In June, we began assisting in a daycare facility for children affected/infected with HIV organized by Atmajaya University (led by Prof. Irwanto). We hope through this collaboration to understand better the medical care and assistance required by the children living with HIV in Jakarta today.
Basic pediatric HIV/AIDS training for medical caregivers was also organized by the Atma Jaya team on 13th June.
In end July, we will be welcoming a nurse experienced in pediatric HIV from Bangkok. Khun Usanee from Father Joe’s organization – Mercy Centre – has volunteered to guide our team and our partners in the medical care for children with HIV. Khun Usanee is the Head Nurse at Mercy Centre who has been responsible in providing care for children infected with HIV/AIDS since the peak of the HIV crisis in Thailand in the early 1990s. She will be accompanied by 2 of her colleagues on this trip.
Community Development & Awareness Campaign
One of the greatest challenges we face today is the lack of understanding of hospice care and the services provided by hospices such as Rachel House (Rachel House being the first standalone hospice in Indonesia). Aside from the training we are providing to the medical community on palliative care, we have also embarked on awareness campaigns in the neighbourhoods surrounding our inpatient hospice facility.
The first of such campaigns focused on the public health clinics and health volunteers in these communities, sharing with them the role and function of palliative care. We invited our partner oncologist from Dharmais National Cancer Centre, Dr Edi Tehuteru, to share with the audience the relevance of palliative care for cancer patients. Social workers and therapists were also invited to share the concept of multi-disciplinary teams that need to work together to provide a holistic care to patients.
Partnerships and Community Building
Puteri Kasih Indonesia (in Cilincing)
Puteri Kasih Indonesia is a group of nuns who have been serving the community of poor fishermen in Kali Baru, Cilincing.
In April, our nurses began assisting Puteri Kasih in their health clinic in Kali Baru. Through this collaboration, we hope to be able to serve the children in this community alongside the nuns, and at the same time, transfer the palliative care knowledge to the nuns/nurses.
LAP Atmajaya has started a daycare centre for children affected/infected with HIV, providing health and nutritional care, counselling and life skill education to the children.
Our nurses will begin assisting in the daycare in June. We hope to gain better understanding of the healthcare needs of this community, whilst transferring palliative care skills and knowledge to the medical team volunteering at the centre.
HSBC account opened in Singapore
After many months of anticipation, Yayasan Rumah Rachel has finally managed to open a bank account in Singapore with HSBC Singapore. Our grateful thanks to everyone at HSBC Indonesia and HSBC Singapore for their kind assistance and relentless effort. More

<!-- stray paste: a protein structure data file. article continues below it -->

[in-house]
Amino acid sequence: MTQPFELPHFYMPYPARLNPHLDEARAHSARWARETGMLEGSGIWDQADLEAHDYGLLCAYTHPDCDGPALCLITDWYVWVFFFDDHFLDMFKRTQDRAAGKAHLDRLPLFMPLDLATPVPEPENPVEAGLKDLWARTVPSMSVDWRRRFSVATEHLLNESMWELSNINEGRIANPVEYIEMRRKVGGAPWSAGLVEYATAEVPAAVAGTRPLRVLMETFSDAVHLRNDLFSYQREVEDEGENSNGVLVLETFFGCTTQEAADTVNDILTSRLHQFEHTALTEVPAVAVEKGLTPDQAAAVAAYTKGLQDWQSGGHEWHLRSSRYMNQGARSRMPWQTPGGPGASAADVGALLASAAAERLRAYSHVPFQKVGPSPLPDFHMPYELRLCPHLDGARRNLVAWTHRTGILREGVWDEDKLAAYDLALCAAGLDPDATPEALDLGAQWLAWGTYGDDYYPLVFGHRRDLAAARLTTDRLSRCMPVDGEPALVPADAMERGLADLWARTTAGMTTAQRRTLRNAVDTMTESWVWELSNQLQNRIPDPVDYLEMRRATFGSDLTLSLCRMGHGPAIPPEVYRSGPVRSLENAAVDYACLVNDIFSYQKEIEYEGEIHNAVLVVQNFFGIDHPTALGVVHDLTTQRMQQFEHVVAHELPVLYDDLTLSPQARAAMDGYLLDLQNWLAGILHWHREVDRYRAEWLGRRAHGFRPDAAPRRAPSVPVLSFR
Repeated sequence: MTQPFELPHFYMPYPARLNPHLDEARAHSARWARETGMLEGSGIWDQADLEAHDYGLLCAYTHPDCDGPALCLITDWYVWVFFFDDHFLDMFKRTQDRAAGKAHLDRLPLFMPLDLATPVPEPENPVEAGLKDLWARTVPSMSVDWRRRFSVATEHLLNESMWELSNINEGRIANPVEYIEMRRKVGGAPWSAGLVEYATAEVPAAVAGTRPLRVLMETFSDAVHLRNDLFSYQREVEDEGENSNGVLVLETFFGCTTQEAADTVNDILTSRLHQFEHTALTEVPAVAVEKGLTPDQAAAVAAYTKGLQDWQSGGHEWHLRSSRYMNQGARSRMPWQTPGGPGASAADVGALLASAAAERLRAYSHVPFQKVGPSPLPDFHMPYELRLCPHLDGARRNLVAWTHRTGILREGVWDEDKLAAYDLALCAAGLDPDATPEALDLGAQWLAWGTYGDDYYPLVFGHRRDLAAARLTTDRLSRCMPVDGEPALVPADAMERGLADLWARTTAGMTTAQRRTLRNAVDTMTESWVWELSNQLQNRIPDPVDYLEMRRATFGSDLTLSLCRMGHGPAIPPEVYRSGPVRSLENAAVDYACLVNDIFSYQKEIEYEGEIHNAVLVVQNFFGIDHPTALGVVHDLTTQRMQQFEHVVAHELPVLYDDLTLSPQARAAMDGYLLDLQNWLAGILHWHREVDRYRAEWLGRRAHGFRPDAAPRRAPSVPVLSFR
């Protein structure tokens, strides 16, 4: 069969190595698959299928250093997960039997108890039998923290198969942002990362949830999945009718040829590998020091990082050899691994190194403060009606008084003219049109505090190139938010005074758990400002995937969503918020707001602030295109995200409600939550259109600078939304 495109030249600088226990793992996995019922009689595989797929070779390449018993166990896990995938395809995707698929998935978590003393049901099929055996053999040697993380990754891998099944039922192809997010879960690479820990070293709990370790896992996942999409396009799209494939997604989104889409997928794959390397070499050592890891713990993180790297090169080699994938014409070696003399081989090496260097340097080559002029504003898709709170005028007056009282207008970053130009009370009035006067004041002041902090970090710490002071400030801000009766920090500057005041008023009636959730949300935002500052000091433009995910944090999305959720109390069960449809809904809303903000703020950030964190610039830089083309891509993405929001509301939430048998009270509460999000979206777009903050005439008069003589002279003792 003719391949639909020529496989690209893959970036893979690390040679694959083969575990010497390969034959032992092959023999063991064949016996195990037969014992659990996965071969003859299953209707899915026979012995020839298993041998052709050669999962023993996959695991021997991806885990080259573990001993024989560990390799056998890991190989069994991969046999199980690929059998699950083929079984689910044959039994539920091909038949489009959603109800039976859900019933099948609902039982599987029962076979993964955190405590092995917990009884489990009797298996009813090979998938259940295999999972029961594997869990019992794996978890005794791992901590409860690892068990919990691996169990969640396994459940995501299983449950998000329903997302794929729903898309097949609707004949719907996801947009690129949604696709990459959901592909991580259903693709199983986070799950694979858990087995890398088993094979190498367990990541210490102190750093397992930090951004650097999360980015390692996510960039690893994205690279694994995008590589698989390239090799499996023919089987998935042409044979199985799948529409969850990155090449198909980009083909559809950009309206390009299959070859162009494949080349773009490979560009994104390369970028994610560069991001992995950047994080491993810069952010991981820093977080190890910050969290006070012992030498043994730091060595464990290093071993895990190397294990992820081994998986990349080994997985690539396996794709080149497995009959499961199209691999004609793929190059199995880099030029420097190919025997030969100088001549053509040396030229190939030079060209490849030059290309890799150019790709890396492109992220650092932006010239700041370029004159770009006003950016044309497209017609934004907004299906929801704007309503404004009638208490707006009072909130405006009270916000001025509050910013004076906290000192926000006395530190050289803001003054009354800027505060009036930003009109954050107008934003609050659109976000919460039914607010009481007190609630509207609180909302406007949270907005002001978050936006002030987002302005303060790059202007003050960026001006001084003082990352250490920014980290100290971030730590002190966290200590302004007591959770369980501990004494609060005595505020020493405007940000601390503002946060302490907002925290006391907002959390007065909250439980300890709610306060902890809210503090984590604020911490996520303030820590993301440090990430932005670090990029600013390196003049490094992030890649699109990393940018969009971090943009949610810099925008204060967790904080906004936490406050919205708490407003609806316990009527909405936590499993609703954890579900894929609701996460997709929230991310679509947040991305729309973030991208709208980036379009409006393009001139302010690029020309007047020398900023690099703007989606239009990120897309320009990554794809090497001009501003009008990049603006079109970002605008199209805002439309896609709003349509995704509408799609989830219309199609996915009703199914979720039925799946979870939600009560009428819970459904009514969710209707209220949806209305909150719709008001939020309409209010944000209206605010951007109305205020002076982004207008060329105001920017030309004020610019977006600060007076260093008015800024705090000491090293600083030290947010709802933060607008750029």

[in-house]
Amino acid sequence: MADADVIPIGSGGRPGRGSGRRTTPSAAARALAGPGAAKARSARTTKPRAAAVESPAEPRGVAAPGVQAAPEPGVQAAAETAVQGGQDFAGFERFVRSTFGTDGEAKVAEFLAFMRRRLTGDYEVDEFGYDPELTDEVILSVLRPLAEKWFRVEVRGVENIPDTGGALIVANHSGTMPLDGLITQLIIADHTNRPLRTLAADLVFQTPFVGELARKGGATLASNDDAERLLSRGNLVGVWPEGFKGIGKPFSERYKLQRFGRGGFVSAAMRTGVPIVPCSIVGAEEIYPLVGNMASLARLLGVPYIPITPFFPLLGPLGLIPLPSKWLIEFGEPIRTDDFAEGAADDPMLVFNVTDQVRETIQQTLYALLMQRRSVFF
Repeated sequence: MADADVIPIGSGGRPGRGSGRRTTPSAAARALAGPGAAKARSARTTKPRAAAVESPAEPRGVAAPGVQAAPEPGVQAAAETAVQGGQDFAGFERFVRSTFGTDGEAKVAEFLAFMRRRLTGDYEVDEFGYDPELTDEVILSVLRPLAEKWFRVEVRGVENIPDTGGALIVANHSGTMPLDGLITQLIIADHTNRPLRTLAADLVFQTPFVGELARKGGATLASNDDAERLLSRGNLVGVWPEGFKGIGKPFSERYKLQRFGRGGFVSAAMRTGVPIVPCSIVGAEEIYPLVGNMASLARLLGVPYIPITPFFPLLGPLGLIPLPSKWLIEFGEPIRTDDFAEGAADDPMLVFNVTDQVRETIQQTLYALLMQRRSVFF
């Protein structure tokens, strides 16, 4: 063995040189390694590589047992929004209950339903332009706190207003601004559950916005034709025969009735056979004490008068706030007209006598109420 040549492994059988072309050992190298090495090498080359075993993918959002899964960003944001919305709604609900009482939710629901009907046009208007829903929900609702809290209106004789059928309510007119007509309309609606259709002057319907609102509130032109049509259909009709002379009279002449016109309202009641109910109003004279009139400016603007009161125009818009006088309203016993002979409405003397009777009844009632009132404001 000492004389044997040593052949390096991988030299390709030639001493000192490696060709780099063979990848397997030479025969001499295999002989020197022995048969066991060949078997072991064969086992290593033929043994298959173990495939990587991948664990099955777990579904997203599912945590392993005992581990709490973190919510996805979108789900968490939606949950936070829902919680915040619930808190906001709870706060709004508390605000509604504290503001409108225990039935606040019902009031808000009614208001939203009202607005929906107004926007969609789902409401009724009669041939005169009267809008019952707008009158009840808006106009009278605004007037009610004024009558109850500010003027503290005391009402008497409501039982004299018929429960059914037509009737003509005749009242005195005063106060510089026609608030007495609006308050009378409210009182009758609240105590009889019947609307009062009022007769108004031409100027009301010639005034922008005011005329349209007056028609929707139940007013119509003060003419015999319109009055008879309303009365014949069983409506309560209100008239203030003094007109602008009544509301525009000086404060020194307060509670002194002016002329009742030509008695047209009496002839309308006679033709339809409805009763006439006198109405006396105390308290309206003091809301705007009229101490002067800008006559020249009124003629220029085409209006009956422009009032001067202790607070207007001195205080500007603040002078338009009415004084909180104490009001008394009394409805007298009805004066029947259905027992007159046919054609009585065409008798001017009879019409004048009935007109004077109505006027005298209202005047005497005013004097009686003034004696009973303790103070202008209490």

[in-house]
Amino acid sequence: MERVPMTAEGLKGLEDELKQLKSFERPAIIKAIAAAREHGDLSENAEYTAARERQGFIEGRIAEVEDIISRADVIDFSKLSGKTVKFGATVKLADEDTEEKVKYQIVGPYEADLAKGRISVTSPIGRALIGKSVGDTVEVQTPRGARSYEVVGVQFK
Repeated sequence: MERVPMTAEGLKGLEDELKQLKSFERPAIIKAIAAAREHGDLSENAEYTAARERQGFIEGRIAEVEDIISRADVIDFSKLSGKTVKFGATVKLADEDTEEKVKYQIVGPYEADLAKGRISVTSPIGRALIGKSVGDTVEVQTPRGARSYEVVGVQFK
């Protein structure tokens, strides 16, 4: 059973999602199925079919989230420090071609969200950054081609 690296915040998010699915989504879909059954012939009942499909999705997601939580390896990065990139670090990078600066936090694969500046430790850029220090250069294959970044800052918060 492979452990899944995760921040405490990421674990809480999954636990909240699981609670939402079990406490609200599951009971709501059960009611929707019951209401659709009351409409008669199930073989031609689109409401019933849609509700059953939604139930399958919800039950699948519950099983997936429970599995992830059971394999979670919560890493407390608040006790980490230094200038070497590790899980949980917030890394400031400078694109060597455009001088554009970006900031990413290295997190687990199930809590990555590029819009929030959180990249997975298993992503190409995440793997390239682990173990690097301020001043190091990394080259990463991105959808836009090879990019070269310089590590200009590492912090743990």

Online Credit Card donation NOW available
We have found a way (at long last!) to make available online credit card donation on our website. Please do visit us to witness this great milestone.
1st Audited accounts completed
Marking Yayasan Rumah Rachel’s “coming of age”, we have just received our very first audited financial report for the year ending December 31st, 2007. We are preparing ourselves for the audit of our financials for the year ending December 31st, 2008 in the next few weeks.
AWA – syringe drivers
In April, we received a donation from The American Women’s Association of Indonesia (“AWA”) towards the purchase of a (portable) syringe driver. A syringe driver introduces drug subcutaneously to patients, allowing for continuous delivery of a range of medications to aid patient comfort. This will help alleviate a significant amount of discomfort when we introduce drugs such as morphine to children. We are grateful for AWA’s generosity and support.
Children for children
A group of children from British International School (“BIS”), led by Nicole, Julia and Bobby Chui opted to run the ISCI road race in February for Rachel House. It was truly such a moving effort made by these children and their friends, who went around collecting funds (and raising great awareness at the same time) for Rachel House. This is the “children for children” spirit that we have always hoped to generate, through this work. Great big hugs of thanks to everyone who participated, and to those who contributed.
Manulife Insurance (PT Asuransi Jiwa Manulife)
We are grateful to David Beynon and his team for their support during the launch of the SIF Pediatric Palliative Care Training program. They generously offered a space at Manulife’s offices for Rachel House to hold the launch event.
And, to Crystal Jade Restaurants in Jakarta, for generously providing our guests at the SIF launch event with lots of yummy snacks.